“Careful in the dark,” she said, pointing at two brown horses, and making a kicking motion with her heel. I caught Rachel looking into the valley at the receding dot of light that was Sarai’s car.
Inside our ger, lit by a single bulb powered by battery, the air was sweet and toasted from the cow paddies in the stove. The girls selected their beds on the north side, spots traditionally reserved for elders and shamans — but if they were putting themselves to sleep, I wasn’t going to argue.
Soon their breathing blended with the nickering of baby goats snuggled against the warmth of our ger. I dropped in a few more paddies, light as astronaut candy, and they caught with a whoosh. The listing on Airbnb had read “Heating not included” — apparently untrue.
“Like 600 years ago,” Rachel murmured, taking out a puzzle of the Eiffel Tower, slipping on a headlamp.
Outside it was as if the sky had been poked through with an awl. What would we do if one of us got kicked by a horse? Ride the horse to the highway? As I stood there beneath the stars, I found myself trying to remember the number of breaths in CPR.
The next morning, Oyunaa served fingers of fried bread with lingonberry jam, alongside hot water in a scarred Thermos with a foil stopper. A slit-eyed critter poked his head through the door.
“Goats!” Kiki shouted.
We spent the rest of the day chasing goats in the sunshine. Nandaa challenged Haley to climb the fence to pet baby calves, but Haley couldn’t negotiate the bark rungs.
In the bronze of late afternoon, Delger, also in a purple deel, came up from the valley zigzagging behind a rag of colts. In the corral he lassoed a chestnut, whispering to the horse as he slipped on a bridle and red leather saddle. “Soon he takes you,” Oyunaa said, and I’m sure it sounded more ominous than she meant it.
The next morning, the sun rose as a white disc in a scrim of wind-whipped clouds. In the ger the kids did puzzles and “Letter School,” Haley playing Connect Four with Nandaa.
My 41st birthday, I awoke before the dawn and followed a steep route up the ridge pocked with hoof prints. At the peak, marked with a cairn, I spied racks of deer silhouetted on the horizon. A falcon soared at eye level. Down at the ger where my family slept, smoke whipped off the stovepipe.
When I came back, the girls held the door shut while Rachel lit candles on pound cake. Oyunaa brought in hot water, and we bathed the kids, squeezing warm water over their shoulders.
On our fourth day, the girls woke with the wan light, and began buzzing around the ger like wasps. A squall of snow swept through the valley, leaving a daisy-like scatter across the plain. Haley did puzzles and ripped them apart again. Kiki hid pieces of Rachel’s Eiffel Tower under the bed, cackling away.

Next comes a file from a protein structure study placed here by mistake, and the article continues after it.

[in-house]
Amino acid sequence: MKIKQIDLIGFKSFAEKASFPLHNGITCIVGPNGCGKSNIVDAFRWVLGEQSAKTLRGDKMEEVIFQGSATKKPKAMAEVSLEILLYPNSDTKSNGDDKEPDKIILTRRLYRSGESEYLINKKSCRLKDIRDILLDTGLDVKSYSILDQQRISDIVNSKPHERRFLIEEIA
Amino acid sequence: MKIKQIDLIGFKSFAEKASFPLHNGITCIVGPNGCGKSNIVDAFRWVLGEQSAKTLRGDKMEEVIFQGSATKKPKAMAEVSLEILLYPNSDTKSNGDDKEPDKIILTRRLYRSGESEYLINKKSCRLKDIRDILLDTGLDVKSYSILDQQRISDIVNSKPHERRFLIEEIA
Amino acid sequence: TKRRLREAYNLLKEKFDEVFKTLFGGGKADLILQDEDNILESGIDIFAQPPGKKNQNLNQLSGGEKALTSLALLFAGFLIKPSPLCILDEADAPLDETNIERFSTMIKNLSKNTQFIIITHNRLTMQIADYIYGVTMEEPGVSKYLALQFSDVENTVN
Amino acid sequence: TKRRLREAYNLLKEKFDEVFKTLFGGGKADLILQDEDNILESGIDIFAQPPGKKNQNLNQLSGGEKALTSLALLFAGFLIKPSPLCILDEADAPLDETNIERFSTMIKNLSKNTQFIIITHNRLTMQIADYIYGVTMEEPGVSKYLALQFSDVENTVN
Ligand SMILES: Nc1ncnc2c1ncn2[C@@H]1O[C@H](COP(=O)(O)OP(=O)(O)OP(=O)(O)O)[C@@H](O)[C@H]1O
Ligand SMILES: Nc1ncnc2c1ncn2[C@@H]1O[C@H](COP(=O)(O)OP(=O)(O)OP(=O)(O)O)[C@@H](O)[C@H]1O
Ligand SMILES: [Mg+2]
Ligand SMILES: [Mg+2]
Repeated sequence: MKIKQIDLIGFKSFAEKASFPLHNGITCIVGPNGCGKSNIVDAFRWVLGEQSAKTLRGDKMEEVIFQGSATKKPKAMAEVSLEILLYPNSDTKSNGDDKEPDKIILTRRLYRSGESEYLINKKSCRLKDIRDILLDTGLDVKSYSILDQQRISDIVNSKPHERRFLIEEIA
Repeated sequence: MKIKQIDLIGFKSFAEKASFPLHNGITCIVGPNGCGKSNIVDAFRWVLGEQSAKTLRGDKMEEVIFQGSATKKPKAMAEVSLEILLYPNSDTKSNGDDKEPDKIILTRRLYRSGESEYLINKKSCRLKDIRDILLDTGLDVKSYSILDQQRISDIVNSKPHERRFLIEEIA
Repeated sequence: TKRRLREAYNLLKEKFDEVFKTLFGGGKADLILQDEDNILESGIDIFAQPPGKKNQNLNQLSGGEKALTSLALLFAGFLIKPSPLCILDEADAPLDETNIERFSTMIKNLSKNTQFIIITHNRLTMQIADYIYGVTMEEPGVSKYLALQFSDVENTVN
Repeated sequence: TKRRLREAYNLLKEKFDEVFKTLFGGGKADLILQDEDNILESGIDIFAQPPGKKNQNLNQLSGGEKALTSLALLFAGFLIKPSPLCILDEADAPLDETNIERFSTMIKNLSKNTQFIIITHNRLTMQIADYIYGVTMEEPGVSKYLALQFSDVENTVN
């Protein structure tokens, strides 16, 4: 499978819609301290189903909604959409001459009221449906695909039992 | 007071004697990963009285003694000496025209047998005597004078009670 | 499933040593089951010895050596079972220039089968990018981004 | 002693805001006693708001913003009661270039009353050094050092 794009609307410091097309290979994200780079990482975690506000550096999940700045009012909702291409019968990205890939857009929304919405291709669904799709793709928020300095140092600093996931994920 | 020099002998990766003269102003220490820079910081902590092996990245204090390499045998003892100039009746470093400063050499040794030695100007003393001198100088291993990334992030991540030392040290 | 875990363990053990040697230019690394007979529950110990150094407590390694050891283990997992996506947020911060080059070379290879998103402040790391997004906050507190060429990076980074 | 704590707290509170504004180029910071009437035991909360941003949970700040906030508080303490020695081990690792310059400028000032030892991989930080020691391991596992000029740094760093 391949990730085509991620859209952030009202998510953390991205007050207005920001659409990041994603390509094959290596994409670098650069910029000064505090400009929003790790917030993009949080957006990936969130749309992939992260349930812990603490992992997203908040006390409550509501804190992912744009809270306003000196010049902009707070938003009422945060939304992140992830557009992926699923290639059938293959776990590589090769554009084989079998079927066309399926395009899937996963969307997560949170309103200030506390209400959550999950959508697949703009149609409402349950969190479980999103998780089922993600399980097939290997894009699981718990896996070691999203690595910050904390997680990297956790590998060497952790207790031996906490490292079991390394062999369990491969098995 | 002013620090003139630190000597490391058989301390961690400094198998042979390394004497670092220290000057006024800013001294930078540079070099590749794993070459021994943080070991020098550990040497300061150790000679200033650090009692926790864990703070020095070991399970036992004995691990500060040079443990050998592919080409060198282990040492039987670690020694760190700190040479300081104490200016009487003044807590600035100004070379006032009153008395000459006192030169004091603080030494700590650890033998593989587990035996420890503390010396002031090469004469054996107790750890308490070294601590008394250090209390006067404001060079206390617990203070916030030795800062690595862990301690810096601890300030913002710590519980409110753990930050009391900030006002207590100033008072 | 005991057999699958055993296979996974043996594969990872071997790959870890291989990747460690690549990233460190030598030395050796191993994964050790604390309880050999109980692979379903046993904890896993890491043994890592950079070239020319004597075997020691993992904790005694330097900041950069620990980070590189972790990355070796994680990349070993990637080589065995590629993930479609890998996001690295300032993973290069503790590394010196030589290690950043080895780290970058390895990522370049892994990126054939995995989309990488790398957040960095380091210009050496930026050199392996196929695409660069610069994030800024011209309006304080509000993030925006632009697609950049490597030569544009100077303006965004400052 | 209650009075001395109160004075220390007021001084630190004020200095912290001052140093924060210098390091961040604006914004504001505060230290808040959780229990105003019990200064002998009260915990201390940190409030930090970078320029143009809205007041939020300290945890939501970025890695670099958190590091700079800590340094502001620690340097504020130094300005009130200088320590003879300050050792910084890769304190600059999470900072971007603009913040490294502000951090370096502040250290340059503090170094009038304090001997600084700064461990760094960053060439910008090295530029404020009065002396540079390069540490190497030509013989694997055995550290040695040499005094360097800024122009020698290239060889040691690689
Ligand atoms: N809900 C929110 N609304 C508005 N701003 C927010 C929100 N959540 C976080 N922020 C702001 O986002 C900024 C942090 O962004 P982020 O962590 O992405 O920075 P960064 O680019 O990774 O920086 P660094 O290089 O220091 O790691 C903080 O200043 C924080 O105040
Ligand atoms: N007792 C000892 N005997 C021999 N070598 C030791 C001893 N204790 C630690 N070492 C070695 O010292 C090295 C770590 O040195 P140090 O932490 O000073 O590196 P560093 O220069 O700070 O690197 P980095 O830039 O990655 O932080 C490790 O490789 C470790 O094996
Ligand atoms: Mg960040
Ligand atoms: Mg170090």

Perhaps sensing the onset of cabin fever, Oyunaa invited us to her ger, setting Haley to rolling out discs of dough and then spooning meat slick with marinade onto the circles. These were buuz, she told us, typically eaten when guests arrive. The dumplings cooked for 12 minutes on the firebox, and we ate them with soy sauce and shredded carrots, the only raw vegetable we had since arriving.
Our next-to-last day, Delger made good on Oyunaa’s prediction, pulling Haley onto the chestnut he had broken a few days before. As the three of us rode beneath a cloud-scraped sky, I recalled my worries over CPR — and here Haley was laughing so hard that she could hardly catch her breath.
That night we sipped broth in our ger, Rachel’s black hair glowing in the candlelight. “What do you think the meat is?” she asked, holding a spoon to the flame.
She gestured me over to the door. Delger was sitting in front of his ger, running his knife along a hide.
“Baby cow,” she whispered.
When we woke, Rachel kicked the kids out so she could start packing. They ran among the goats, expertly scooping them up. Haley scampered up the fence beside Nandaa to pet the remaining calves. Buzenkhuu, the grandmother, caught a chocolate-colored goat with disquieting speed, and brought the mewling creature into our ger, along with a plate of delicious honeycombed cheese. We were unclear whether the goat was meant as lunch.
“Dad?” Haley called from outside Delger’s ger. “What’s this?”
She stood by a carcass, skin neatly peeled back at the cheeks, then started to drag it by the hooves, ribs scraping the sand.
“Haley sweet. Let’s leave him be.”
“Dad,” she said, dropping the calf’s legs. “I think it’s a girl.”
We all slept that final afternoon, exhausted by something I couldn’t put my finger on — though when I think back on it now, perhaps we were turning a bit wild. I had stopped reading. The kids were coated in a layer of dirt. Rachel admitted that she could live the rest of her life without internet.
The next morning, sunny and warm, Sarai drove us the two hours back to town. I knocked on Bataa’s lacquered steel door for the key to the apartment where we would spend our last evening in Mongolia, bathing and washing clothes before the overnight train to Irkutsk.
He answered on my third rap, in sweatpants and a T-shirt.
“Sorry!” he muttered, handing off the key, closing the door. “Game of Thrones!”
Brendan and Rachel Jones both grew up in the Philadelphia area. They and their children now live in Sitka, Alaska.